So thanks for the advice on how to navigate the recent Court ruling. I know your heart is in the right place. But the fact remains, they can never take the True Church. Jesus said, “I will build my church; and the gates of hell shall not prevail against it” (Matt. 16:18). They can’t take our salvation. That is “hid with Christ” (Col. 3:3). And if they really want to eliminate us, it wouldn’t be the first time Christians were called upon for such a high honor. 


Comments

Popular posts from this blog

Andy Stanley and the “NEW Hermeneutic”

The problem of faith and reason is longstanding in the history of theology. Augustine held that faith aids reason (credo ut intelligam) and that reason aids faith (intelligo un creadam). The church father is, however, inclined to stress the later over the former. It was with Thomas Aquinas, and his Summa Theologica, that the effort to reconcile faith and reason reached its apex. Rejecting the medieval doctrine of double truth, he placed natural reason prior to faith in effectively every area of the Christian life. The restrictions are the mysteries of the faith that reason cannot penetrate.
Thomas’ affirmation of the high role of native reason in Christian belief is linked to his stress on dialectical method in study, seminally set forth by Peter Abelard. The form of study is dependent largely on logic to argue both sides of a theological question. Christian belief is thus the proper result of process or synthesis. Faith then assents to the final proposition arrived at by reason.
Thom…

Pat Robertson is Warned!

Pat Robertson is taking it on the chin again. Seems each time he opines on why bad things happen to us, there is someone to call him on it.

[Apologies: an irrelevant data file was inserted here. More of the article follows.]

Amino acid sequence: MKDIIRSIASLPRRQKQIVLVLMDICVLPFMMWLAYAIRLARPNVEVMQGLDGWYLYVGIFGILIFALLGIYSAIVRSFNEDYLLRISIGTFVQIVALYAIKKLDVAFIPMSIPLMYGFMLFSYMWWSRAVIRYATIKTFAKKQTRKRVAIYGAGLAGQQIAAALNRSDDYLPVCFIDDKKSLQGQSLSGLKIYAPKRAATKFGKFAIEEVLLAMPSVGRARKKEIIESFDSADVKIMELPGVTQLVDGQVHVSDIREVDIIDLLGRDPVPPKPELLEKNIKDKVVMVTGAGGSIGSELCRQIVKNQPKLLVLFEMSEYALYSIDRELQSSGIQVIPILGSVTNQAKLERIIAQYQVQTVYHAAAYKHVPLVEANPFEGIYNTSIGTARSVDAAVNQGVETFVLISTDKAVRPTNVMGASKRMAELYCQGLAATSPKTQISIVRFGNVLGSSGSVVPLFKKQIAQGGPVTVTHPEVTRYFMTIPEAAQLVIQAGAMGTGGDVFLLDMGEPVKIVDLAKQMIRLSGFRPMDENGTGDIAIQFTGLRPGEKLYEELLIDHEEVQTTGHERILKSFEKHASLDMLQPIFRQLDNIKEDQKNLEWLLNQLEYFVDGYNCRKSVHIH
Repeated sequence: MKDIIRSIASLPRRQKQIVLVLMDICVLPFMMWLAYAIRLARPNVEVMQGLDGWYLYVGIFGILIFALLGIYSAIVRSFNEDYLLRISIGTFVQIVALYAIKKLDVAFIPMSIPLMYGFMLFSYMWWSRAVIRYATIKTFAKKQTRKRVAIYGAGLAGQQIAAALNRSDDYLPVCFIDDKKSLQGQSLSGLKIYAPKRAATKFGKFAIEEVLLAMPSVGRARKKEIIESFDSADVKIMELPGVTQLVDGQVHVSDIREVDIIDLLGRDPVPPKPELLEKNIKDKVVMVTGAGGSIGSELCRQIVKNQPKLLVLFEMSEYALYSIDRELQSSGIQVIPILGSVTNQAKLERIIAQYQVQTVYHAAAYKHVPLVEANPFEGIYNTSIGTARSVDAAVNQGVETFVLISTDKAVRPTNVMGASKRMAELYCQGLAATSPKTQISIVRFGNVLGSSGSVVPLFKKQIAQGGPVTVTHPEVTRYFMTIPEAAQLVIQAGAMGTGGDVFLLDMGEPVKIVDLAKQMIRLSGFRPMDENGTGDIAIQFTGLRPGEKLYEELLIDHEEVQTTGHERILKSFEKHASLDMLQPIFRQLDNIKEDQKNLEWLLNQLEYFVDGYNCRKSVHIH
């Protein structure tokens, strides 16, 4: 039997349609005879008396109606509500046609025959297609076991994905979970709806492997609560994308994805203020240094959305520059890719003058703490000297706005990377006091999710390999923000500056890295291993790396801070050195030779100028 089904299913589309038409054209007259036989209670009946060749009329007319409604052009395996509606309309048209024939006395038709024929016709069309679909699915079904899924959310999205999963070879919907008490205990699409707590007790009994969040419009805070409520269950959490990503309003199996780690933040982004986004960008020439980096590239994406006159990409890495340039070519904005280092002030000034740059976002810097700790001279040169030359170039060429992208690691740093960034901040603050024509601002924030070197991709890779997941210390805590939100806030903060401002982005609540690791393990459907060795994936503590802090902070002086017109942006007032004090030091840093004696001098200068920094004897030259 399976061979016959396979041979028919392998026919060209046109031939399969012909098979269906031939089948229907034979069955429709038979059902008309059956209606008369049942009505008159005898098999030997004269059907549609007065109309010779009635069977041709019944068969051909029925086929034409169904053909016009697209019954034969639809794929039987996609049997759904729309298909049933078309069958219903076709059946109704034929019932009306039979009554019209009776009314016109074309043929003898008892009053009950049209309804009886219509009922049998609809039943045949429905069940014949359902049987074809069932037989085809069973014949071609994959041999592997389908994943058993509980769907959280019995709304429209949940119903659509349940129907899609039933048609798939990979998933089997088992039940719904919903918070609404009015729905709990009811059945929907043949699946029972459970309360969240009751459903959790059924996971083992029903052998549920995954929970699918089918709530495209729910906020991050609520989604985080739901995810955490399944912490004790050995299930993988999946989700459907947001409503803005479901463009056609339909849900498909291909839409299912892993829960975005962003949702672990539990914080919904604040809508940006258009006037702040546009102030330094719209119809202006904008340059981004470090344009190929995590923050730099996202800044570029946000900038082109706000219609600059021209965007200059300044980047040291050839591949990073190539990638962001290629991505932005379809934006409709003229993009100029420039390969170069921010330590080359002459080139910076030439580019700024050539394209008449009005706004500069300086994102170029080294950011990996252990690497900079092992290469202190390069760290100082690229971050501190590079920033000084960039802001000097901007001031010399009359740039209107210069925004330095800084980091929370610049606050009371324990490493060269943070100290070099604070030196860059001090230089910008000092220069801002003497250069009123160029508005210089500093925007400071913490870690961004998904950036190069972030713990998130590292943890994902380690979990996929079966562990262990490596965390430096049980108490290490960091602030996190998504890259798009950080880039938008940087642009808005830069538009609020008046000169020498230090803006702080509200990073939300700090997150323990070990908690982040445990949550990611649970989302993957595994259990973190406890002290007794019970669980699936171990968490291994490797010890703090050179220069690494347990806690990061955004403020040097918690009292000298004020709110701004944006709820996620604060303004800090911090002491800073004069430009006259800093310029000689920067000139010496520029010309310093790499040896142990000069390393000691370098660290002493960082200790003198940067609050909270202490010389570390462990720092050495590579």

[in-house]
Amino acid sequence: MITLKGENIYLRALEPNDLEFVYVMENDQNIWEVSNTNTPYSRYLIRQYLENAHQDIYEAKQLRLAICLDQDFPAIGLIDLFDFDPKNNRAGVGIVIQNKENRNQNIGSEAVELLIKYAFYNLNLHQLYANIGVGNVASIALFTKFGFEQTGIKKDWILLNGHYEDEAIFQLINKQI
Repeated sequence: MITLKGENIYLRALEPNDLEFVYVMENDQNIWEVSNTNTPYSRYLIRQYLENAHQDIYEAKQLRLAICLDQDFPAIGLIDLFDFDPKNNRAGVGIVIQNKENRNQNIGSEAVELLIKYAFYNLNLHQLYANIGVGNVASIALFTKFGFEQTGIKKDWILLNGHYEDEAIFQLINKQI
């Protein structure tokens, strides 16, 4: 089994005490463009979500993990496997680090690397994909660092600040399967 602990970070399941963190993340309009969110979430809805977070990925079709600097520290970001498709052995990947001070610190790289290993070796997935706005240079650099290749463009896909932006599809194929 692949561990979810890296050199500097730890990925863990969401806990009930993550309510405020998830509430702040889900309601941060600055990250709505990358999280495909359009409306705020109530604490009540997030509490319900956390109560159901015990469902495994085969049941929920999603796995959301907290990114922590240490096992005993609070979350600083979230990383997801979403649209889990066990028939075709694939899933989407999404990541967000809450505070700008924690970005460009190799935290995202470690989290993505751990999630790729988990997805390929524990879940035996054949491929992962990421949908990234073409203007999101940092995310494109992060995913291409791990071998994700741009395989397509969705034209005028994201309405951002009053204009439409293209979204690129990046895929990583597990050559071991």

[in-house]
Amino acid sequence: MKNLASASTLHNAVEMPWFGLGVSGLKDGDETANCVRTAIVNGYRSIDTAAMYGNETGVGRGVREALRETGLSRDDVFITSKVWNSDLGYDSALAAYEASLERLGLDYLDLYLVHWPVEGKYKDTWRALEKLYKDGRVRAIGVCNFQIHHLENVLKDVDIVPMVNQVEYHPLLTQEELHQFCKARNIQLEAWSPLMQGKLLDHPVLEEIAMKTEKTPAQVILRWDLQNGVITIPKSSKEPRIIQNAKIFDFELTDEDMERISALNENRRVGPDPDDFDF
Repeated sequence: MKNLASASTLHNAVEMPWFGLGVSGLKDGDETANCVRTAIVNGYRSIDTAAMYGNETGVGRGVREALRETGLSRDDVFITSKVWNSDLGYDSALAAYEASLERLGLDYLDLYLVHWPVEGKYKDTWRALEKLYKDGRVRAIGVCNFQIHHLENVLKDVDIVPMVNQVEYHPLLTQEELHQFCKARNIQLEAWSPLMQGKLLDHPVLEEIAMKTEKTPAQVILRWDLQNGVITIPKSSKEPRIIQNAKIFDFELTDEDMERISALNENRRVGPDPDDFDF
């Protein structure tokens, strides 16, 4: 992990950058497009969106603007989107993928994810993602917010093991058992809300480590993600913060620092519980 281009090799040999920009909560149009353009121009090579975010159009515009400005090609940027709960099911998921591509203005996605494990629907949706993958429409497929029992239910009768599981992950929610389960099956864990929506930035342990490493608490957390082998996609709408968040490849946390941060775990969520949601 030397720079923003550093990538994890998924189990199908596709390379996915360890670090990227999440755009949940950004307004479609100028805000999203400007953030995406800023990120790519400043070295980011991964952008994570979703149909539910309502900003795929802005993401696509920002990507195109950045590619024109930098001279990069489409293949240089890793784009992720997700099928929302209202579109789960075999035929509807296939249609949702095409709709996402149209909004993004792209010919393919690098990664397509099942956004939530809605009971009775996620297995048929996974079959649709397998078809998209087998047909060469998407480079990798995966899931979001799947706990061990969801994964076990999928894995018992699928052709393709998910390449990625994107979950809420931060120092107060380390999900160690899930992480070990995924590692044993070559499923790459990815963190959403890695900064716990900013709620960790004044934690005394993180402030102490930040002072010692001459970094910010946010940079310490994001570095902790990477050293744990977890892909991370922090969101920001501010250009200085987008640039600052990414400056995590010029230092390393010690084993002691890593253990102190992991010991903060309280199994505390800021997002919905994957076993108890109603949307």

Most recently, Dr. Richard Mouw has taken up the challenge in response to Robertson's recent statement on the Las Vegas shooting, in which at least 59 people were killed and more than 500 were wounded in the deadliest mass shooting in modern U.S. history.
In a piece, titled, "You've Been Warned, PatRobertson!" Mouw, for whom I have deep respect, pens,

"It didn’t take long for some preachers to start telling us why God caused the horrible mass murder in Las Vegas to happen. Pat Robertson led the way, declaring that it was divine retribution for the widespread 'disrespect' for Donald Trump in America."
If Robertson had limited his rationale for the Vegas shooting to God punishing us for people dissing the President, I'd be smacking him on the chin myself. But he didn't.
Robertson's brief remarks f…

Fighting Abortion is Not the Fourth Sign of the Church

Some Christians are what I call, “single-issue.” I recall one family that left a church because everything did not revolve around Evangelism Explosion. But that's just one issue.
The issue I'm thinking about is abortion on demand. Some concerned Christians expect their pastor to thunder away almost each week on this topic, or at least mention it. He must make it is his central motif. He must protest outside the abortion clinic. If he doesn’t, he can say he’s against abortion all he likes, but it’s not enough.
Motivating the single-issue congregant is a deeper judgment. He thinks that the ultimate reason abortion on demand still happens is because pastors let it. Churches let it.
As one who has taken a virulent stand against abortion, both in the pulpit and with pen, I can say without qualification, “I hate it.”  Period. I pray the day that Roe is overturned. Nonetheless, as a former pastor, an as one who may return to the pulpit someday, here’s the bottom line.
We are called to …